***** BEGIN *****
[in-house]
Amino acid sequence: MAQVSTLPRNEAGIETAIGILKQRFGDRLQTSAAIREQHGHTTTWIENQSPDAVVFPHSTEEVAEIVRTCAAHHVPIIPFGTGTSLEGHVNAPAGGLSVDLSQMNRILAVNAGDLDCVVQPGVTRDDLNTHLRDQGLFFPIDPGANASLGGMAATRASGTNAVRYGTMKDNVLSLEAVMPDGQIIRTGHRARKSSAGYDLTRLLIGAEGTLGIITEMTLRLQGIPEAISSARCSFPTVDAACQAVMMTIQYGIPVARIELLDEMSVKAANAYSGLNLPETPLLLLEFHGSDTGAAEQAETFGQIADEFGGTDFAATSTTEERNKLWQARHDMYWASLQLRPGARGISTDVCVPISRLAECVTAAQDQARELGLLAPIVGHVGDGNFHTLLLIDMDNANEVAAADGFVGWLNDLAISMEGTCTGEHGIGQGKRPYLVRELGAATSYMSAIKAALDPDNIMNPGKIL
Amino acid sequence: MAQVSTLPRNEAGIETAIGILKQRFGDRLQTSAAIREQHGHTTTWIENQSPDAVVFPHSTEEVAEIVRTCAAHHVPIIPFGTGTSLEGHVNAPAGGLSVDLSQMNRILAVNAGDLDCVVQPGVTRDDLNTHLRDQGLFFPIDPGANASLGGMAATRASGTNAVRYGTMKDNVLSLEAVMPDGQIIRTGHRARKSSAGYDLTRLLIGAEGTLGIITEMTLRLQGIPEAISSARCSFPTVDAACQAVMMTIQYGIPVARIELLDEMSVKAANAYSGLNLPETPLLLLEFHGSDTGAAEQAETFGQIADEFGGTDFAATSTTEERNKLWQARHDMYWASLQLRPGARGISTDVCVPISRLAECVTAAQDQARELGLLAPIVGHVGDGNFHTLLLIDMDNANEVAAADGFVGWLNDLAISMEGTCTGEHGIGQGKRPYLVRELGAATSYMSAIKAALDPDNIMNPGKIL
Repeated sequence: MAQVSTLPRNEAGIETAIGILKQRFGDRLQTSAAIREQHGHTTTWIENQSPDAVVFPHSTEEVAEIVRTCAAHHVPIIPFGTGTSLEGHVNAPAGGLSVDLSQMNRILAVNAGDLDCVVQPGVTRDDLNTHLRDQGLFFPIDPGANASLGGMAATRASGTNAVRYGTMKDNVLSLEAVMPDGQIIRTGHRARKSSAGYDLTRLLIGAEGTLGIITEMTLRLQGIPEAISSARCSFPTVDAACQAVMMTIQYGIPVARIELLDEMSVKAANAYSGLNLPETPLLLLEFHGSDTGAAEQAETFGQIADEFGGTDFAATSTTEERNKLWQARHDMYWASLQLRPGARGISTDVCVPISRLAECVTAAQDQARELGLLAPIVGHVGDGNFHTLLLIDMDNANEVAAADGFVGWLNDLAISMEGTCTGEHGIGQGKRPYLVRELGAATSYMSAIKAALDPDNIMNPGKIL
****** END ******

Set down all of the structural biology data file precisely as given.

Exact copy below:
[in-house]
Amino acid sequence: MAQVSTLPRNEAGIETAIGILKQRFGDRLQTSAAIREQHGHTTTWIENQSPDAVVFPHSTEEVAEIVRTCAAHHVPIIPFGTGTSLEGHVNAPAGGLSVDLSQMNRILAVNAGDLDCVVQPGVTRDDLNTHLRDQGLFFPIDPGANASLGGMAATRASGTNAVRYGTMKDNVLSLEAVMPDGQIIRTGHRARKSSAGYDLTRLLIGAEGTLGIITEMTLRLQGIPEAISSARCSFPTVDAACQAVMMTIQYGIPVARIELLDEMSVKAANAYSGLNLPETPLLLLEFHGSDTGAAEQAETFGQIADEFGGTDFAATSTTEERNKLWQARHDMYWASLQLRPGARGISTDVCVPISRLAECVTAAQDQARELGLLAPIVGHVGDGNFHTLLLIDMDNANEVAAADGFVGWLNDLAISMEGTCTGEHGIGQGKRPYLVRELGAATSYMSAIKAALDPDNIMNPGKIL
Amino acid sequence: MAQVSTLPRNEAGIETAIGILKQRFGDRLQTSAAIREQHGHTTTWIENQSPDAVVFPHSTEEVAEIVRTCAAHHVPIIPFGTGTSLEGHVNAPAGGLSVDLSQMNRILAVNAGDLDCVVQPGVTRDDLNTHLRDQGLFFPIDPGANASLGGMAATRASGTNAVRYGTMKDNVLSLEAVMPDGQIIRTGHRARKSSAGYDLTRLLIGAEGTLGIITEMTLRLQGIPEAISSARCSFPTVDAACQAVMMTIQYGIPVARIELLDEMSVKAANAYSGLNLPETPLLLLEFHGSDTGAAEQAETFGQIADEFGGTDFAATSTTEERNKLWQARHDMYWASLQLRPGARGISTDVCVPISRLAECVTAAQDQARELGLLAPIVGHVGDGNFHTLLLIDMDNANEVAAADGFVGWLNDLAISMEGTCTGEHGIGQGKRPYLVRELGAATSYMSAIKAALDPDNIMNPGKIL
Repeated sequence: MAQVSTLPRNEAGIETAIGILKQRFGDRLQTSAAIREQHGHTTTWIENQSPDAVVFPHSTEEVAEIVRTCAAHHVPIIPFGTGTSLEGHVNAPAGGLSVDLSQMNRILAVNAGDLDCVVQPGVTRDDLNTHLRDQGLFFPIDPGANASLGGMAATRASGTNAVRYGTMKDNVLSLEAVMPDGQIIRTGHRARKSSAGYDLTRLLIGAEGTLGIITEMTLRLQGIPEAISSARCSFPTVDAACQAVMMTIQYGIPVARIELLDEMSVKAANAYSGLNLPETPLLLLEFHGSDTGAAEQAETFGQIADEFGGTDFAATSTTEERNKLWQARHDMYWASLQLRPGARGISTDVCVPISRLAECVTAAQDQARELGLLAPIVGHVGDGNFHTLLLIDMDNANEVAAADGFVGWLNDLAISMEGTCTGEHGIGQGKRPYLVRELGAATSYMSAIKAALDPDNIMNPGKIL